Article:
Uber Releases First U.S. Safety Report
Uber released its first U.S. safety report this week—the only report of its kind for the rideshare industry, which has been under pressure to be more transparent with the public about security incidents involving riders and drivers.
“People have a right to know about the safety records of the companies and organizations they rely on every day,” Uber said in the executive summary of the report. “And we believe that publishing this data will help us develop best practices that will prevent serious safety incidents from occurring in the first place.”
Uber provides nearly 4 million trips in the United States each day, and the company said the vast majority of those trips end without safety-related issues.
“In the United States alone, more than 45 rides on Uber happen every second,” wrote Tony West, Uber’s chief legal officer, in a blog post about the report’s release. “At that scale, we are not immune to society’s most serious safety challenges, including sexual assault.”
Today @Uber does what no other tech company has done: voluntarily publish a Safety Report detailing our greatest challenges and how we’re addressing them. Avoiding tough topics like sexual assault is common but we believe it’s time for a new approach.https://t.co/qFqKAlwcY5— Tony West (@tonywest) December 5, 2019
The report examined three categories of critical safety incidents in 2017 and 2018 that Uber worked with the National Sexual Violence Resource Center and the Urban Institute to define: motor vehicle fatalities, fatal physical assault (murders), and sexual assault—further broken down into five categories of non-consensual kissing of a non-sexual body part, attempted non-consensual sexual penetration, non-consensual touching of a sexual body part, non-consensual kissing of a sexual body part, and non-consensual sexual penetration.
Based on these categories, Uber said there were 107 total fatalities in 2017 and 2018 that were reported in relation to using Uber that stemmed from 97 fatal crashes. Roughly 90 percent of these crashes occurred in urban areas, and the Uber-related motor vehicle fatality rate was 0.59 fatalities per 100 million vehicle miles traveled in 2017 and 0.57 fatalities per 100 million miles traveled in 2018—about half the U.S. national average.
Uber also reported that there were 19 people killed in a fatal physical assault in 2017 and 2018—or 1 in every 122 million U.S. trips. Eight of those fatalities were riders, seven were drivers, and four were third parties using Uber.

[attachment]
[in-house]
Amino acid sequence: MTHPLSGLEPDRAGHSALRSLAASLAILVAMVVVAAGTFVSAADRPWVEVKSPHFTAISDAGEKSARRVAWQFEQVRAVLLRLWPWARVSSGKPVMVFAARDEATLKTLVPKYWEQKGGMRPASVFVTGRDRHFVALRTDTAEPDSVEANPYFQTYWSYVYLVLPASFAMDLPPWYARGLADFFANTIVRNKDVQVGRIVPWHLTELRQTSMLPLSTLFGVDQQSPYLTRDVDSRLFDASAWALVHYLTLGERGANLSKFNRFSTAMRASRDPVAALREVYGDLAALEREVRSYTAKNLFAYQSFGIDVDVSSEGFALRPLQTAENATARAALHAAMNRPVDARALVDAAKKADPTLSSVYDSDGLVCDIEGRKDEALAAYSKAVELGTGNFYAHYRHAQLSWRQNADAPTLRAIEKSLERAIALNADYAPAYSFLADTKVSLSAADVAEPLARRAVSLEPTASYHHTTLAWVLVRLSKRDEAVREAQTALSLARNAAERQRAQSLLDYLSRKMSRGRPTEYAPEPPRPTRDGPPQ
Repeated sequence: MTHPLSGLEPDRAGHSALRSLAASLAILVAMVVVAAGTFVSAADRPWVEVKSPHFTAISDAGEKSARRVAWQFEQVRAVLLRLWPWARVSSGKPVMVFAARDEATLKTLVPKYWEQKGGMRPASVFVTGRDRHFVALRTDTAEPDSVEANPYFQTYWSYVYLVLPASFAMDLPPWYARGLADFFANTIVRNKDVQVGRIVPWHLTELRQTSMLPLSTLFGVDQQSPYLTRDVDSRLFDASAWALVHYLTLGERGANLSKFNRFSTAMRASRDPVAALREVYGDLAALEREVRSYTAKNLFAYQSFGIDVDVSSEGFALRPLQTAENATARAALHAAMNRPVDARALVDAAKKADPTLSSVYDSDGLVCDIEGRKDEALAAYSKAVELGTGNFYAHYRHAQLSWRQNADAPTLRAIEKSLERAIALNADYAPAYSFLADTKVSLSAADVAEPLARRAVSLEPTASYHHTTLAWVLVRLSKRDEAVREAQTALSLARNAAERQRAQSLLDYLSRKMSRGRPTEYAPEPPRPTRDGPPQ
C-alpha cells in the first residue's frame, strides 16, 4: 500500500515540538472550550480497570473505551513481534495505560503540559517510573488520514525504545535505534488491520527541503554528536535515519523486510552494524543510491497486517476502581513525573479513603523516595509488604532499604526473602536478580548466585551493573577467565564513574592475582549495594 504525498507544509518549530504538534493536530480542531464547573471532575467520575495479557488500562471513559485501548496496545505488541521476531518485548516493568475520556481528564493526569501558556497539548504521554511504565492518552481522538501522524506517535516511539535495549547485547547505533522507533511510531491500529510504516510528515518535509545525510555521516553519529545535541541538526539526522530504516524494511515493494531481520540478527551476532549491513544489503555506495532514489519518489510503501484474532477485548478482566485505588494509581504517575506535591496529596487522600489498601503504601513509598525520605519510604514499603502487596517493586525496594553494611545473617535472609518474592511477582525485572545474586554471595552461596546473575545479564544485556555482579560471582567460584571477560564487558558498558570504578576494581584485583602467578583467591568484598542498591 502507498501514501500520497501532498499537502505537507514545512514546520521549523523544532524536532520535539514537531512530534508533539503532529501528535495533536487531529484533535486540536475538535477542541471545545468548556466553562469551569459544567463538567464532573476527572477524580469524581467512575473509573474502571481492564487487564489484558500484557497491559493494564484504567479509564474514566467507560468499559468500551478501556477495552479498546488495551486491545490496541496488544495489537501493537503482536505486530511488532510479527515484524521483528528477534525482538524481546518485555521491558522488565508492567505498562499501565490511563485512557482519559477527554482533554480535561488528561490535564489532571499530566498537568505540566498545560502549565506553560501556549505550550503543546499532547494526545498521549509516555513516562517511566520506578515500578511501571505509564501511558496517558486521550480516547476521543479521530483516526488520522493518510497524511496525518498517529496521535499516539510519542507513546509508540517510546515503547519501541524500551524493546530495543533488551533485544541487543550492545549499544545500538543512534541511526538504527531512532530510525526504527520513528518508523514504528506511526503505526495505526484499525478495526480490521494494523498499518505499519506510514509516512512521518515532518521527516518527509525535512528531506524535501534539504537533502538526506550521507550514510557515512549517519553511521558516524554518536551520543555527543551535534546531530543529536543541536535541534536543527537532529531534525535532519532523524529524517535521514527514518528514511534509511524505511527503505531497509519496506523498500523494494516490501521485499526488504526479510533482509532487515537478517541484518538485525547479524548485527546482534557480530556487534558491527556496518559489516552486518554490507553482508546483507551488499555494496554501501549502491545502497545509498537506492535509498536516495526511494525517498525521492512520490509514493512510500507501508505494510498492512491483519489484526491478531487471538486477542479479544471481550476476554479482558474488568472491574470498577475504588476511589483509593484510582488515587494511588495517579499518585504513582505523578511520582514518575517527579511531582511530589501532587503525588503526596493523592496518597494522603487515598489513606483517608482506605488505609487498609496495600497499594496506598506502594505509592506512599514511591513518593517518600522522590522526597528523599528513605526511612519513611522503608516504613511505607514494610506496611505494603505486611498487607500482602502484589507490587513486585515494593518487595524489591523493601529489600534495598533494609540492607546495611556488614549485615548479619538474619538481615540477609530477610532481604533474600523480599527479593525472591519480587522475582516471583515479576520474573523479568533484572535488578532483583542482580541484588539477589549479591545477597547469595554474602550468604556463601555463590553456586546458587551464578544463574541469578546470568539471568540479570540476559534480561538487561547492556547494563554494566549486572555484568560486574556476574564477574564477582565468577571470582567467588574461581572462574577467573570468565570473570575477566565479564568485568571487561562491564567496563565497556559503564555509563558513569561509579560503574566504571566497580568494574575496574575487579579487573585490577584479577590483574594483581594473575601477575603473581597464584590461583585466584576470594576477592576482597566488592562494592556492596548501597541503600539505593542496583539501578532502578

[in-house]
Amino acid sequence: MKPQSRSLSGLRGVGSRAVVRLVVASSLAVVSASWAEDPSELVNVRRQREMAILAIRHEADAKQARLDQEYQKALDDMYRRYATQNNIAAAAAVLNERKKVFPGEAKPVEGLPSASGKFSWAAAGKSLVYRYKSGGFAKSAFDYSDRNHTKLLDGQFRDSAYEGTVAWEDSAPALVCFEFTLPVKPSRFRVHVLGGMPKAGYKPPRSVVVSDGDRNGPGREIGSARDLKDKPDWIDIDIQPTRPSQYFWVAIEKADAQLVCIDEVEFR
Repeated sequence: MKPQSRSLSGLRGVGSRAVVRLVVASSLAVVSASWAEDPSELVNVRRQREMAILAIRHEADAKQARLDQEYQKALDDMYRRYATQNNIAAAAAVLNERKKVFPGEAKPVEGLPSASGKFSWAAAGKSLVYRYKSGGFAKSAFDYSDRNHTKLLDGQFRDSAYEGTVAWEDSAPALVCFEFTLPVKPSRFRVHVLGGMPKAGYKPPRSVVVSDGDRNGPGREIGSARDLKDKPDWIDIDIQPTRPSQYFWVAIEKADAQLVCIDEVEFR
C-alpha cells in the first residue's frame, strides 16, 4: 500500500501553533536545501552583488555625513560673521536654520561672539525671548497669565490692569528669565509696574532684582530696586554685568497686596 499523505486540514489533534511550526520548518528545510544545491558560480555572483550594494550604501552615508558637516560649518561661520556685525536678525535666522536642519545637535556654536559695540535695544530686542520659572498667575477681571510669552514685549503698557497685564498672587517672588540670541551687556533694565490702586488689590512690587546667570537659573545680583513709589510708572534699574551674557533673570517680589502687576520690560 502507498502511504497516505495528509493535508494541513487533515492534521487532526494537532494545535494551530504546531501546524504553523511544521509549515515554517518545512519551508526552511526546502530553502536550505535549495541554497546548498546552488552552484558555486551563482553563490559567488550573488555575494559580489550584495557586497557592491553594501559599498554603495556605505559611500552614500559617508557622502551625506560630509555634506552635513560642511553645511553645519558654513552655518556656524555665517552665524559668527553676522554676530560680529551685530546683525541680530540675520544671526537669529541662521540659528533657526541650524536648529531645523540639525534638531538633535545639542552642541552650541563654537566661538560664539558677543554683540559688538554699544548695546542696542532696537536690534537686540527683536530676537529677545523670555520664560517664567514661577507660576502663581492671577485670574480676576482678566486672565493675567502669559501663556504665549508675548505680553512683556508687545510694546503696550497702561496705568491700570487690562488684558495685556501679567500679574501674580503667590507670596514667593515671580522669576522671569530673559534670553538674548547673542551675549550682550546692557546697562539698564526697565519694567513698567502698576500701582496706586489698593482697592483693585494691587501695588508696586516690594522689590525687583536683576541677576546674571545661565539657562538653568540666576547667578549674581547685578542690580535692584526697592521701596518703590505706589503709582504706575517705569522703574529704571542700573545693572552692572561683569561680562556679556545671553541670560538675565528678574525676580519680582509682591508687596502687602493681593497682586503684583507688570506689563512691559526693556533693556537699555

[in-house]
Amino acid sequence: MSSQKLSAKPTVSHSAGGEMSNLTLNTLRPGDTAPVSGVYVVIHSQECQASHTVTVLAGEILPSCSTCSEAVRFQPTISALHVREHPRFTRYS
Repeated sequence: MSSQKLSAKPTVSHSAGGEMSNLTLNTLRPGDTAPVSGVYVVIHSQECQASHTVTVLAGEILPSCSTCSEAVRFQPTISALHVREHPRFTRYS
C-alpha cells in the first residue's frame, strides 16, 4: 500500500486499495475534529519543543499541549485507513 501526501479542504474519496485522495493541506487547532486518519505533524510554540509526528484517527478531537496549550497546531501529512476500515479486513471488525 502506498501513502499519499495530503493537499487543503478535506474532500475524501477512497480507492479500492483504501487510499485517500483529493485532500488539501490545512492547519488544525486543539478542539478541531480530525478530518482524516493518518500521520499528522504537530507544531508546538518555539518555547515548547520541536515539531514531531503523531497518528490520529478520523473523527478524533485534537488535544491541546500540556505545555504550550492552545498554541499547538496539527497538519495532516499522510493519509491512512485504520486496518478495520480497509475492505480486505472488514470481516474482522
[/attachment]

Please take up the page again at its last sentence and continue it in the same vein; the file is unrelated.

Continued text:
A great deal of the report, however, was devoted to Uber’s findings on sexual assaults that occurred while using Uber. The company disclosed that 3,000 sexual assaults that occurred on U.S. rides were reported to Uber in 2018, including 235 rapes. Approximately 6,000 reports of sexual assault were reported to Uber in 2017 and 2018.
Doing the right thing means counting, confronting, and taking action to end sexual assault. My heart is with every survivor of this all-too-pervasive crime. Our work will never be done, but we take an important step forward today. https://t.co/i8W1fpiU97 (1/3)— dara khosrowshahi (@dkhos) December 5, 2019
The company acknowledged that the number of sexual assaults may be higher because these incidents often go unreported. It also said that the number of reported sexual assaults may continue to go up as it improves its mechanisms to report them.
“Confronting sexual violence requires honesty, and it’s only by shining a light on these issues that we can begin to provide clarity on something that touches every corner of society,” West explained. “And, most importantly, by bringing hard data to bear, we can make every trip safer for drives and riders alike.”
To improve the safety of Uber rides, the company tripled the size of its safety team to 300 people—up from 100 in 2017. It has also added new features, like its In-App Emergency Button, advanced background checks for drivers, and technology to check in with customers if a potential crash or unexpected stop is detected during a trip.
“We’re constantly pushing to do more on safety,” West said. “We’re rolling out new features that allow riders to verify their driver with a secure PIN code, send a text message directly to 911 operators, and report safety incidents to Uber before their trip is even over.”
Uber has also committed to sharing the names of drivers who have been banned from its platform for serious safety incidents with other ridesharing companies. And in 2020, Uber will expand sexual misconduct and assault education to all of its U.S. drivers. The company is partnering with RAINN, the largest American sexual violence organization, to create and rollout the program.
We appreciate @Uber’s transparency on sexual violence. Understanding the problem is an important step in solving it. We’d love to see orgs in every industry track and analyze misconduct. https://t.co/WyL27jKS3q— RAINN (@RAINN) December 6, 2019
And the publication of the Uber report will encourage the company to continue to create incentives to improve its safety, said Jeanne Christensen—a partner at the Wigdor law firm who has represented rape victims suing Uber—in an interview with The New York Times.
“The more the public is aware, the more the company and everyone else has to respond,” she said. “It’s such a part of daily life that everyone is going to take it. We’re already at that point. So now they just have to make it as safe as possible.”
Uber’s move to release its safety report has put pressure on other companies to do the same. A Lyft spokeswoman confirmed to The Washington Post that it is planning to release a safety report—but did not specify a timeline for its release.